With apologies to Neil Finn and the rest of Crowded House, our climate has been worrying some of us more than usual in the first few weeks of 2014.
Somerset can rarely have been in the news so much, and by comparison with the problems for those that live in the worst hit villages, sport is merely a trifle. It did however start a train of thought about postponements and a duty of care to supporters.
Clearly certain parts of the country have had a lot of rain this winter. It will probably be dismissed in some quarters as exceptional, but there have been
a crop of stories where supporters have arrived at a ground after a long journey to find a game called off within an hour or so of kick off.
To me, this demands a two pronged attack to cut these incidents to a minimum, assuming that clubs are trying to apply some common sense and avoid the opposing team travelling in the first place.
Broadly, it seems that the Premier League and the Championship clubs suffer very few postponements. Their infrastructure is such that they can invest
sufficiently with undersoil heating or the equivalent of a heated tent to cover the pitch, and good drainage. Further down the pyramid, the impression given is of clubs dodging bullets until the last minute.
The system under one end of Charlton Athletic’s ground at the Valley has collapsed this winter. Even worse, at Newport County – a ground shared by three teams – the planned programme of work last summer wasn’t finished in time, leading to a raft of postponements. The football club has complained their cash flow is poor, as it is at Braintree, where the Skrill Premier club have played only 11 home league fixtures, the last of which was on December the 28th. It’s hardly a surprise.
I watched the Six Nations game at Murrayfield on Saturday night, played on a really heavy pitch. The problem there was caused by pests damaging the root structure rather than anything climatic, but I’ve been to some grounds where there are obvious recurring issues with parts of the pitch either not thawing or drying out.
It must be time, with so much money coming into football, for some of it to be made available so that clubs can seriously invest in the surfaces they play on. I know when Wasps started sharing Adams Park with Wycombe Wanderers, the Chairboys introduced a semi synthetic element to the pitch to improve its durability.
The Football Foundation has funds available at grass roots level, but higher up there is nothing. The money would need to be ring fenced, but such investment would enable more games to be played on their scheduled dates, which is what everybody would want.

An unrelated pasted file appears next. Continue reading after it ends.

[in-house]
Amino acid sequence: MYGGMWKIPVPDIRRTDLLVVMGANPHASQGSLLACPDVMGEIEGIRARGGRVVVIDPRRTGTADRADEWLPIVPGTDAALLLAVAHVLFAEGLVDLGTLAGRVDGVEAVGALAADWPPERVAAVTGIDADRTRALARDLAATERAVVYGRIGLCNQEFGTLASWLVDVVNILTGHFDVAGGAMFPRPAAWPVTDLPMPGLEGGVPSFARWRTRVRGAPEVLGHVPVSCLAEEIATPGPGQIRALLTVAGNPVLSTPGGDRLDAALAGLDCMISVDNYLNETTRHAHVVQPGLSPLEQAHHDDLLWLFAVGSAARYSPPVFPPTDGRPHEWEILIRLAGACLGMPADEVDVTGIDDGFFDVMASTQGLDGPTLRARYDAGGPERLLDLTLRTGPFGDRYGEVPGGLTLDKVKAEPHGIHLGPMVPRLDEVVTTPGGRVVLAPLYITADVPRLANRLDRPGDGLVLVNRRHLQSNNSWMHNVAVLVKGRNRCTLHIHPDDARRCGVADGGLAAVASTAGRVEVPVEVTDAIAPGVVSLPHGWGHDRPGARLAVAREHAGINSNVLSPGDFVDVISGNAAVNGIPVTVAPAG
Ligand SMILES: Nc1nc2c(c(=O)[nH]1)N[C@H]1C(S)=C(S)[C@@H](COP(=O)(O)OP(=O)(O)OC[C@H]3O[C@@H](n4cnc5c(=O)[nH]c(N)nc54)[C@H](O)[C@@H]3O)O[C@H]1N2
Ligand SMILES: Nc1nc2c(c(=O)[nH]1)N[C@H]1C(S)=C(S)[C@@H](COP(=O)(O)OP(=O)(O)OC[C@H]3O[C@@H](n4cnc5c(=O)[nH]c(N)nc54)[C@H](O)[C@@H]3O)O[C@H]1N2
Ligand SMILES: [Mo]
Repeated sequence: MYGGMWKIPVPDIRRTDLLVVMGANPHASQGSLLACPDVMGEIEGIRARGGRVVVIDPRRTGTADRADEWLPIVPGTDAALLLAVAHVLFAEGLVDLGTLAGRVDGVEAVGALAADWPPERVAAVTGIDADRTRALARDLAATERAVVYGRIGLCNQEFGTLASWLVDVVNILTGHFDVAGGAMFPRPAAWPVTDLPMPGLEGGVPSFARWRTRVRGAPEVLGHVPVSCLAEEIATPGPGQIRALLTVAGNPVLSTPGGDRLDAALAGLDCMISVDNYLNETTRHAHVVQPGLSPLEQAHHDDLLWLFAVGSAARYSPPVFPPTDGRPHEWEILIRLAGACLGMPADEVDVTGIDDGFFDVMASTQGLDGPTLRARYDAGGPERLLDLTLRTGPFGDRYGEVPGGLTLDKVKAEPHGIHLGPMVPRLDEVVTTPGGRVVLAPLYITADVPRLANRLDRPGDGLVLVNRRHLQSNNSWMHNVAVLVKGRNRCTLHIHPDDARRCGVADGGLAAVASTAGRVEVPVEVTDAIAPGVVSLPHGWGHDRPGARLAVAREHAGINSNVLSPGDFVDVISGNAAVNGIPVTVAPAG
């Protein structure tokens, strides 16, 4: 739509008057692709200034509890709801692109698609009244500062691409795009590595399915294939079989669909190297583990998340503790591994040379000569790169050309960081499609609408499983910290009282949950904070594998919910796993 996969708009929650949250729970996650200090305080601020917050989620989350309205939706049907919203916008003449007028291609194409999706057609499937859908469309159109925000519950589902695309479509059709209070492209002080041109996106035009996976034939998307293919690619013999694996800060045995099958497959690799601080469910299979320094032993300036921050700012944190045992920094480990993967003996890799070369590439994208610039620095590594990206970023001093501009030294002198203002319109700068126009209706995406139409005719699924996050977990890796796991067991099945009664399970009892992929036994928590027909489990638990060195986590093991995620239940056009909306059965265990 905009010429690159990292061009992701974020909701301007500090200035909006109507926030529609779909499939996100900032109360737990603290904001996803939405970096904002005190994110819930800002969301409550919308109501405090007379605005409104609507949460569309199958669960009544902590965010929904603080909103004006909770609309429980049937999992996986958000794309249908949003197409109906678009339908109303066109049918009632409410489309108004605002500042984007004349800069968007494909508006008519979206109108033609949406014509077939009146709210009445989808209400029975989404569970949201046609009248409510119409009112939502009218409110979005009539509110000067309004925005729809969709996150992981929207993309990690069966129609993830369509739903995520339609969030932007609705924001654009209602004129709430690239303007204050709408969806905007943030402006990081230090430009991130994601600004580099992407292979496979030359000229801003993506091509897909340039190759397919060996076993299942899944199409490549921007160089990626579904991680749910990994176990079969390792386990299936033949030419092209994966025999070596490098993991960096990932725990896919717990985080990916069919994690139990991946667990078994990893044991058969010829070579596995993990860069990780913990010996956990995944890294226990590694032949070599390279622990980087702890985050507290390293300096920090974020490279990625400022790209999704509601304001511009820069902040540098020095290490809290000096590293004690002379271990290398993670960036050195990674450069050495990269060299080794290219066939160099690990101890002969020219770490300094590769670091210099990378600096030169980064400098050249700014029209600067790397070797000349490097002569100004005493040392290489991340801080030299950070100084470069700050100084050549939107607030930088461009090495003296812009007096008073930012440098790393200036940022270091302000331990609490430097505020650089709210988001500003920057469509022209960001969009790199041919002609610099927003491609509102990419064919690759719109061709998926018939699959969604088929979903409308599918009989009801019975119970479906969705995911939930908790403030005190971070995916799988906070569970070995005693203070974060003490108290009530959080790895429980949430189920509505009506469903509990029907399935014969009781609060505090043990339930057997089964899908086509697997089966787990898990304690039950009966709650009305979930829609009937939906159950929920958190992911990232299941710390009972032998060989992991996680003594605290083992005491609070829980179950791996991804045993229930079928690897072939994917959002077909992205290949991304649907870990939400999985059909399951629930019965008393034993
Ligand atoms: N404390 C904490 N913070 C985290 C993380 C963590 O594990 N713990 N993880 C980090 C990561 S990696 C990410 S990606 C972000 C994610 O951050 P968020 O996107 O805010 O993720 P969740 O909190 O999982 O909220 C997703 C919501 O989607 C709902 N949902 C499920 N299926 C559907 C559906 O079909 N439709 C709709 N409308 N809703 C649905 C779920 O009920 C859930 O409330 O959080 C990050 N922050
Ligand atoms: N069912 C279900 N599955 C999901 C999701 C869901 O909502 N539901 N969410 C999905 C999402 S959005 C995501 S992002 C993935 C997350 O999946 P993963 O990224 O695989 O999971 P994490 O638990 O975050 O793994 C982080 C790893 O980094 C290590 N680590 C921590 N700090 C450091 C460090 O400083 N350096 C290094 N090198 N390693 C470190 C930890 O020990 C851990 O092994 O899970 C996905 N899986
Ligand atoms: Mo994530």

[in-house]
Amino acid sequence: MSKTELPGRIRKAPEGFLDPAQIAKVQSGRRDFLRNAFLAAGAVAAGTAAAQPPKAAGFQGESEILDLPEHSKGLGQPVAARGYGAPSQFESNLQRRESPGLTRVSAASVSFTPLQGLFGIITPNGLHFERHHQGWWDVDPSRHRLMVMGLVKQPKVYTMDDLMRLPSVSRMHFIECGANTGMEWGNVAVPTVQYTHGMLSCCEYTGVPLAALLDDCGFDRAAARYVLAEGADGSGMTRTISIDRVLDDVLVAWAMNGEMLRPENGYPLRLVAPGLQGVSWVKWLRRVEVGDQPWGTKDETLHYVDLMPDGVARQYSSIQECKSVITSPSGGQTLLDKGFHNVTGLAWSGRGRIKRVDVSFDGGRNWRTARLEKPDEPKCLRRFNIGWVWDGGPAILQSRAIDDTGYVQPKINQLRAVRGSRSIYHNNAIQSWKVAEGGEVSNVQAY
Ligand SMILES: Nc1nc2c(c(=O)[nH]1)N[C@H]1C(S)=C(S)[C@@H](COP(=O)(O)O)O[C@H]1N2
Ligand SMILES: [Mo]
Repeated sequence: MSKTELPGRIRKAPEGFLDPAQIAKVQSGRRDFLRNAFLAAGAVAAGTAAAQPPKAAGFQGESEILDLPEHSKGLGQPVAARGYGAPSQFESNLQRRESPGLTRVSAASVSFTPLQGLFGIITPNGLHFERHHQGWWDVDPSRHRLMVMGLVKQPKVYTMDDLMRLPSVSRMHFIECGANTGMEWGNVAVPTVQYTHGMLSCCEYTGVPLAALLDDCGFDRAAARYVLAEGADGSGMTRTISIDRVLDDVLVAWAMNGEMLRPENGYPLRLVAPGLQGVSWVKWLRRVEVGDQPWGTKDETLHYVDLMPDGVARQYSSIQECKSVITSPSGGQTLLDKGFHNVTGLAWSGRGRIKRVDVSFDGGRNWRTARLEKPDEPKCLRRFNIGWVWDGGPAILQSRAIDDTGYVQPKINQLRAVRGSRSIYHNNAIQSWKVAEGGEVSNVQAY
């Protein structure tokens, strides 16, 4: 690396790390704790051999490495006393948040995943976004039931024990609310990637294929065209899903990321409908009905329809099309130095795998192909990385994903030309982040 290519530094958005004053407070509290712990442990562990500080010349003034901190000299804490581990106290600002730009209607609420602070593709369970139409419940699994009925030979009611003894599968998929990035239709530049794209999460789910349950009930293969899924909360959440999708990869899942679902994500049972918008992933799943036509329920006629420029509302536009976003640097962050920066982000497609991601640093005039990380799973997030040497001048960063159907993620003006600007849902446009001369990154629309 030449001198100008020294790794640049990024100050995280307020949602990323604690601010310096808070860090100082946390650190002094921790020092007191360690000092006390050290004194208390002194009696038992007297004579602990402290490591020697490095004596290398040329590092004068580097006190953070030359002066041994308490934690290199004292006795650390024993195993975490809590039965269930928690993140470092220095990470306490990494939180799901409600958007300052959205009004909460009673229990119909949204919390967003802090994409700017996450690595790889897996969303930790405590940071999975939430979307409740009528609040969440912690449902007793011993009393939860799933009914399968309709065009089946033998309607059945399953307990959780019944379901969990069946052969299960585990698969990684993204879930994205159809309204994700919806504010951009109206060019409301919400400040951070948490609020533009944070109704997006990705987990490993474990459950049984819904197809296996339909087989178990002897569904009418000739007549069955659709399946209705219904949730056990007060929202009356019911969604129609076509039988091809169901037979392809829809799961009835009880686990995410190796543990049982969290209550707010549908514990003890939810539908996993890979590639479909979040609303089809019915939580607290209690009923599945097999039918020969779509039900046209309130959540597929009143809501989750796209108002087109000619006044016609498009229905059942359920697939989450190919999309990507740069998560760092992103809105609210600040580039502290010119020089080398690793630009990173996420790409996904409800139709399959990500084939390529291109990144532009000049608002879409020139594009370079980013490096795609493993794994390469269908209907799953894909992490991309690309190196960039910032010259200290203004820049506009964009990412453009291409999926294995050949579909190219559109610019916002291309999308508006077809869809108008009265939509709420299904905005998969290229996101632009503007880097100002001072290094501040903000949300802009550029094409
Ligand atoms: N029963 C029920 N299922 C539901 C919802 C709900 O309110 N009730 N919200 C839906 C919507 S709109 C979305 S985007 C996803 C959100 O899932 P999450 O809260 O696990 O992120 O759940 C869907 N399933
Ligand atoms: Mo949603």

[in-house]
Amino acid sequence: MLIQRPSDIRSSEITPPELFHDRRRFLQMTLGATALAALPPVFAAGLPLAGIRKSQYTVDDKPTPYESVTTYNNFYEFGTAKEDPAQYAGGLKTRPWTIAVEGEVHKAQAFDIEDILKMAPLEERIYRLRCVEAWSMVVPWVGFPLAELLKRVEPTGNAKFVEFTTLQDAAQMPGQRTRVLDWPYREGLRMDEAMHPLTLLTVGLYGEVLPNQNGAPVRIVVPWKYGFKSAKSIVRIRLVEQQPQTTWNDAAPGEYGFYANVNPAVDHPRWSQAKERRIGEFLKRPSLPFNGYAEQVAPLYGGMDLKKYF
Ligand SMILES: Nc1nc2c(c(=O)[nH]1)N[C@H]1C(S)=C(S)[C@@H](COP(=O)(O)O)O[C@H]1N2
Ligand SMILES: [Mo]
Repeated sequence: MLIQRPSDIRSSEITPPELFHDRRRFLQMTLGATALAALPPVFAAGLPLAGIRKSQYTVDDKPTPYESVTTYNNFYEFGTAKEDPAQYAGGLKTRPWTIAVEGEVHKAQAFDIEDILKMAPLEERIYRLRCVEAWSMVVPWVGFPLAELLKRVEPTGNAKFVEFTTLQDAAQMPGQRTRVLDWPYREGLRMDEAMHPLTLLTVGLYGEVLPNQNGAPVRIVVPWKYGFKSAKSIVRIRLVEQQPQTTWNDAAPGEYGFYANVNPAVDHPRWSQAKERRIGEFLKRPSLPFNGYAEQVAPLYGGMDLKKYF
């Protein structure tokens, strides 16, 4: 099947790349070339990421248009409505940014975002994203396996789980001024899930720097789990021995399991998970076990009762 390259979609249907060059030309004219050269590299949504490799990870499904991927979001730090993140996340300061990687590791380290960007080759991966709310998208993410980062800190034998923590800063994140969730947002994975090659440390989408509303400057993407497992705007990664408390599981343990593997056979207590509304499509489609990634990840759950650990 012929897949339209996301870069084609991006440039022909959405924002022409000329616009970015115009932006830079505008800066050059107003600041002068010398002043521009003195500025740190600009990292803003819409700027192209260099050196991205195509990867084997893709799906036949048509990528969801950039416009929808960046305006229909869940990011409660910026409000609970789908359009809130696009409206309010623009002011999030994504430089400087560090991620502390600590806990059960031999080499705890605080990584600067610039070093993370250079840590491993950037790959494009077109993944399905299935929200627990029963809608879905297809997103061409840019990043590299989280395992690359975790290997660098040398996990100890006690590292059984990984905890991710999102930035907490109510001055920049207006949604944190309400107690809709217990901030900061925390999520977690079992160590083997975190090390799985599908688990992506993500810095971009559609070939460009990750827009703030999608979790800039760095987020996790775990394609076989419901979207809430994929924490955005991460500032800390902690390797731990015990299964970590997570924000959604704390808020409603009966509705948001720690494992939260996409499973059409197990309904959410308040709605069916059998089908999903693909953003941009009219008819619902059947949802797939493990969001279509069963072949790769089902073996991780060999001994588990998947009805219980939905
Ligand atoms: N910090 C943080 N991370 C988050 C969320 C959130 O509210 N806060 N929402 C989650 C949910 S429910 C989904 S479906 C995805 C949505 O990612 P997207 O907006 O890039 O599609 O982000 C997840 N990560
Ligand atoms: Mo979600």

The other issue thrown up to me by postponements is the fixture schedule itself. It is meant to be random, and that is fine as a basic principle, but I now feel it is time to eradicate the long fruitless trips by some gentle pre-structuring of the fixture list.
We don’t have regional divisions until step 6 of the football pyramid (Skrill North/South), so as a result there are locations a long way apart. I know the Football League opoerate a “pairing” system for matches to ease policing, and I appreciate a journey from Bournemouth or Brighton to Middlesborough is a long way, but those clubs are cushioned by an 80% share of the current Football League TV deal and postponements at that level are much less frequent.
Further down the pyramid is where action needs to be taken. The League should in my opinion actively identify the longest round trips from League 1 downwards and scheduled them for Saturdays at either end of the season, say before October 31st or after March 1st. It would hopefully avoid the worst example of an abortive trip I have seen recently.
Oxford City and Workington – 280 miles or so apart – play in the Skrill North. Their scheduled game in Cumbria was due to be played on Saturday February 1st, but was called off after a lunch time deluge left Borough Park waterlogged.
It now means a Tuesday night round trip in excess of 560 miles for a part time club. Whilst the weather is out of the hands of both teams, the date of the original fixture is something which could – and should – be controlled.
I would advocate four such fixtures in the autumn and another four in the spring being a suitable starting point. Until (if ever) that happens, we are left with a system that could send a team to Plymouth on a Saturday and Morecambe the following Tuesday. Logistically, you have to say it’s only one step short of madness.
Photograph : Copyright http://www.forestgreenroversfc.com